Protocol impact

The proposed architecture might have unforeseen consequences on the protocol, such as governance dynamics.

Let’s suppose the Lockbox might technically become the largest (w)stETH token holder. The latter might pose concerns to the Dual Governance risk assessments and parameters in case of possible disturbances.

Technical issues and limitations

In addition to the general design considerations above, more concrete technical issues should be brought up.


The provided audited repo isn’t upgadeable

The proposed system’s lack of upgradeability could limit its ability to adapt to new standards.

Rough and quick example: wstETH on L1 is non-upgradeable

Incomplete implementation

The proposal misses crucial elements like network-specific adapters and support for various token standards (e.g., not only the mentioned above ERC-2612/ERC-1271, but for BNB, it might be BEP-20)


Transitioning to this system would require significant effort and coordination, posing operational risks.

As it’s said, to support the proposed architecture not only the DAO would need to approve and execute the migration campaign involving asset movements from the L1 bridging contracts.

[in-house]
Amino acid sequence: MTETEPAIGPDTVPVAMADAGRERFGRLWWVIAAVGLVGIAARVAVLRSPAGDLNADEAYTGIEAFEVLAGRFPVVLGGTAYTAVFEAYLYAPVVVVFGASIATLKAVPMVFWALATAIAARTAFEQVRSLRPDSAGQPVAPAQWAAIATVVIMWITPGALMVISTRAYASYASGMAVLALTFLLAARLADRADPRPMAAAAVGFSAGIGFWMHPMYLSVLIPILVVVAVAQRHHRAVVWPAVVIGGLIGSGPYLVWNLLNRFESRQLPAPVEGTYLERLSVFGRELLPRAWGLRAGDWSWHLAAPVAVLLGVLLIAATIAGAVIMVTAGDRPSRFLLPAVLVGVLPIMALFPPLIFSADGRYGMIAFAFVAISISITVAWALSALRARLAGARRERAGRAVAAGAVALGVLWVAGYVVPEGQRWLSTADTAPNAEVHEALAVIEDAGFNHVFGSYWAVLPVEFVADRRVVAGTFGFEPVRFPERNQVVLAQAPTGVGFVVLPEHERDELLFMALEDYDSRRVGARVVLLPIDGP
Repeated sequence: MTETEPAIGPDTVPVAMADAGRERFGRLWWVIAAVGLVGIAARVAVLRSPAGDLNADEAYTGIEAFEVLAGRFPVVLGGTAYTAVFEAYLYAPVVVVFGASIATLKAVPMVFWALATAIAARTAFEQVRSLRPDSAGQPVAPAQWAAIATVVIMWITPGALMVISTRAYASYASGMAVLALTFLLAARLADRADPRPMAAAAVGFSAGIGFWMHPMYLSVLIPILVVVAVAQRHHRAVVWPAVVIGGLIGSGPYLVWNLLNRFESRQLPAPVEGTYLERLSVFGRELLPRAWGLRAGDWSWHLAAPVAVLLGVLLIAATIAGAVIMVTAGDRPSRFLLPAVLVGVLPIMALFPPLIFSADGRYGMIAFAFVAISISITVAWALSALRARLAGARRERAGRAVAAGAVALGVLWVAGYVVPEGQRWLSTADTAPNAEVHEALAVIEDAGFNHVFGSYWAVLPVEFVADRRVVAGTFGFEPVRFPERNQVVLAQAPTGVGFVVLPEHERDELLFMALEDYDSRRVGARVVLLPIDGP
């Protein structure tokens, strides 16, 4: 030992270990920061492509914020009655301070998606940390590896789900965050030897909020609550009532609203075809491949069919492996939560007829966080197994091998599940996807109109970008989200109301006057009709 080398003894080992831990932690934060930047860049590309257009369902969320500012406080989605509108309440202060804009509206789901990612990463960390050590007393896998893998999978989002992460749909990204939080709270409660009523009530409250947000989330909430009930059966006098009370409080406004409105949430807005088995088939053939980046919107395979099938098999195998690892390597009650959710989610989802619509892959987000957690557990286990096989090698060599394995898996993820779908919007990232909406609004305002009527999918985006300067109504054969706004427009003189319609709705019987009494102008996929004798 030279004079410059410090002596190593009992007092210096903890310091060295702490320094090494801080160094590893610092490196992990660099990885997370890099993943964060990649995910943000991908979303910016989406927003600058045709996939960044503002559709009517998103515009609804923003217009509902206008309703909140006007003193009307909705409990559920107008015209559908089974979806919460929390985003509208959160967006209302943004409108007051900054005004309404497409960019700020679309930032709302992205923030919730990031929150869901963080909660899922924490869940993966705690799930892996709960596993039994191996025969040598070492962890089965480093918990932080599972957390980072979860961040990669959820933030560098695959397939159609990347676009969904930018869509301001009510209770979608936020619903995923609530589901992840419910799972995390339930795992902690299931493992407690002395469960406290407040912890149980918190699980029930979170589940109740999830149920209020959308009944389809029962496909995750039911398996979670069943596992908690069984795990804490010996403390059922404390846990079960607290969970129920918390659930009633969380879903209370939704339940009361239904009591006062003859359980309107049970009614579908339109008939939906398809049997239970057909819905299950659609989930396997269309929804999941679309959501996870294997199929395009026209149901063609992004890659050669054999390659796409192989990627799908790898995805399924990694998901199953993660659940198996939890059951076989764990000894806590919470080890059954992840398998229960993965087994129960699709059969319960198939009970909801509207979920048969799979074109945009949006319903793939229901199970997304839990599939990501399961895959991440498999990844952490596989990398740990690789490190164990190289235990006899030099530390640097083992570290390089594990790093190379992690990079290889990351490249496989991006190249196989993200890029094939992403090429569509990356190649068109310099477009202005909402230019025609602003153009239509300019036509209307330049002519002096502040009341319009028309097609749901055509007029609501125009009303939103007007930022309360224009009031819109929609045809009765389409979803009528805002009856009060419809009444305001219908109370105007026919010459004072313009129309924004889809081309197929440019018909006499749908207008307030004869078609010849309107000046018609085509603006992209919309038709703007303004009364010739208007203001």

It also involves considerable operational costs and efforts in coordination with foundations and communities to safely and seamlessly move more than 200k wstETH from multiple escrow contracts to a single Lockbox.

Lack of governance execution framework

The Lido DAO has Easy Track to execute lightweight repetitive actions robustly.

Governance decision forwarding isn’t considered as a part of the proposal, which is obviously a separate topic, still, the first question is whether the Easy Track model is applicable for bridging risk management execution at all.

The second question concerns the lack of the factories and technical scaffolds to streamline the execution (ubiquitous alerting and monitoring, new UI/UX flows, and additional safety nets).


Considering the above, adopting this proposal seems premature.

It needs more explicit alignment with Lido’s mission, purpose, and vision and a more comprehensive approach to active risk assessment, management, and operational execution load.

A more aligned, risk-focused, and operationally feasible approach is necessary. A potential path forward could involve isolated liquidity clusters for mature, technologically cohesive L2 networks (with their attached ‘superchains’ or ‘hyperchains’), assessed against specific criteria like rollup maturity stages and technological stacks compatibility.